Will artificial intelligence and robots destroy the human race or make us immortal?
Perceptions by Gerry Warner
Will artificial intelligence (AI) mean we may never die? Or will it mean the end of humanity and the triumph of the machine? Greater minds than this one are feverishly debating this issue around the world and so far the odds don’t look good for the human race.
Here’s what the renowned British physicist Stephen Hawking has to say:
“The primitive forms of artificial intelligence we already have, have proved very useful. But I think the development of full artificial intelligence could spell the end of the human race," Hawking told the BBC. And Hawking says the turning point is coming soon. "Once humans develop artificial intelligence it would take off on its own, and re-design itself at an ever increasing rate."
For those of us of a certain age this will bring back the terrifying plot of one of the most famous science fiction movies ever, “2001: A Space Odyssey,” when HAL, the psychotic computer aboard the Saturn space ship, mutinies and tries to take over the ship. This, of course, is a metaphor for robots taking over the world and ushering in a New Age of a bot-controlled universe with the human race becoming redundant.
But will it ever get to this? Depends on who you ask.
Alfred Einstein, one of the greatest minds of the 20th century, wasn’t optimistic. “I fear the day technology will surpass our human interaction. The world will have a generation of idiots.” This may sound a tad paranoid, but many today say Google is reducing people’s ability to think independently and over time will cause our brains to shrivel.
But others maintain AI holds great promise for the human race. Eric Horvitz, head of Microsoft’s main research lab, has a more benign view of the AI threat. “In the end we’ll be able to get incredible benefits from machine intelligence in all realms of life, from science to education to economics to daily life.” Benefits like driverless cars, machine-made human organs to replace ours when they fail and robots that will wait on us hand and foot and remove all the drudgery of daily life. A pill that will cure cancer.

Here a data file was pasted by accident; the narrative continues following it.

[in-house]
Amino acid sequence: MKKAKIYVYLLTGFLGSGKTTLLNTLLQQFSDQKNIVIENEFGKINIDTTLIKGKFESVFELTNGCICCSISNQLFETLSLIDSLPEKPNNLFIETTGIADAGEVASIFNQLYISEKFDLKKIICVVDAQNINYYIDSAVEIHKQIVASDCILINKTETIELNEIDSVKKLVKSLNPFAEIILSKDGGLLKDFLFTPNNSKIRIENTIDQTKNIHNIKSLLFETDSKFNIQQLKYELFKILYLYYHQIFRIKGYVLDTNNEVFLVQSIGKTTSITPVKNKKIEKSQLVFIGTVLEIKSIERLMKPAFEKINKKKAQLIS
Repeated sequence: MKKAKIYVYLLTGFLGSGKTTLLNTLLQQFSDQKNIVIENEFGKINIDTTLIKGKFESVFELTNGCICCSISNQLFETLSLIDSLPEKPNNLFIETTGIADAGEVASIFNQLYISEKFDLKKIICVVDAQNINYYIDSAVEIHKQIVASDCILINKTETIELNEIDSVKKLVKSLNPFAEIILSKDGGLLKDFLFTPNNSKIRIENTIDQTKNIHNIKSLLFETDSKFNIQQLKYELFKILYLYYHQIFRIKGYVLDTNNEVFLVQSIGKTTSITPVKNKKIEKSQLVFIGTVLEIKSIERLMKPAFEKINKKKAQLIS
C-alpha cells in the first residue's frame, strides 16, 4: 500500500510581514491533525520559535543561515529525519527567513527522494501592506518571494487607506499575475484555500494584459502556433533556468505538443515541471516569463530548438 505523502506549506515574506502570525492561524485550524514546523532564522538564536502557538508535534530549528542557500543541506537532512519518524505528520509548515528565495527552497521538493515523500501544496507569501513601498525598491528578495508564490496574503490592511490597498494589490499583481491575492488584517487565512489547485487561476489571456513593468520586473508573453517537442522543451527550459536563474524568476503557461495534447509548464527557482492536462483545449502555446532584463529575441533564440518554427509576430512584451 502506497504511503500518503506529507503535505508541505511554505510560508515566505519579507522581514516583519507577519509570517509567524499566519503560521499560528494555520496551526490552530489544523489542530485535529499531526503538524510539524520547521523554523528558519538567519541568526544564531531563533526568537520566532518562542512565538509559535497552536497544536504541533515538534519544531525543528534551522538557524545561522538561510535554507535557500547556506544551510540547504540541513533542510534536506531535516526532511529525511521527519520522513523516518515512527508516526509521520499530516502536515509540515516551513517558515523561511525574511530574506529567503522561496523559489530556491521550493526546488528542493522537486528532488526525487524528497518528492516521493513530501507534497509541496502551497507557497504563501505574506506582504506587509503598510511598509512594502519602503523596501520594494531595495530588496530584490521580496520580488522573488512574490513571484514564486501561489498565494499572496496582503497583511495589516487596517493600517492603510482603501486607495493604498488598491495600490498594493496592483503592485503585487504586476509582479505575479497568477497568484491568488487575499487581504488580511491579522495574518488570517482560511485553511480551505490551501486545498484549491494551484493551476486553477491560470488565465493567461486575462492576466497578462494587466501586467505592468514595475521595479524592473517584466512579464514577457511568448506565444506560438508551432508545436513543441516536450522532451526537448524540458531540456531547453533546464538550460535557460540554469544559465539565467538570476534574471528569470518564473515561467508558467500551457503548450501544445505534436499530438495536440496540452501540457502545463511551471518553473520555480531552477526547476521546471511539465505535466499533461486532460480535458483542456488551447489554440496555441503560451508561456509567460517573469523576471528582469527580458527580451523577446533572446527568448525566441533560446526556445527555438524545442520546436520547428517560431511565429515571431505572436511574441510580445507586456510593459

Sounds pretty good at first blush, but one of the greatest minds of the current era says be careful what you wish for. Elon Musk, head of the futuristic companies Tesla Motors, Space X, and Solar City, says AI is our biggest existential threat and calls it “summoning the demon” and in a twitter post says “we need to be super careful with AI, Potentially more dangerous than nukes.”
So what are we to make of all this? Is AI and all the beneficial, and often infuriating, technology we live in these days leading us to a new utopia of unlimited leisure and contemplating our navels or are we heading down a dark, dystopian path to a world dominated by bots and machines where flesh-and-blood human beings don’t matter anymore?
Personally, I’ve never quite bought the notion that someday computers will revolt against us and try to destroy us for all the times we’ve cursed them for screwing up our documents or crashing when we most needed them. I mean computers are just a bunch of bits and bytes and how could they feel emotions like anger or revenge?
Surely it’s a stretch for inorganic objects made of silicon and steel to think in a human sense at all or feel some of the more negative human emotions like anger, envy and revenge? Those are the passions the human race is cursed with. Computers are just big memory banks. They can beat us at chess, but they can’t take any pride in doing it.
But the day will arrive when computers take over our jobs because they can do them faster, better and cheaper. That’s when real threat to humanity will emerge. No work, no career and no sense of identity. We’re hard-wired to our jobs and careers and without them we’re lost.
That’s when humanity will be in danger of being destroyed. Not by computers and robots, but by ourselves. Ask any geek.
Gerry Warner is a retired journalist and is skeptical of the “benefits” of artificial intelligence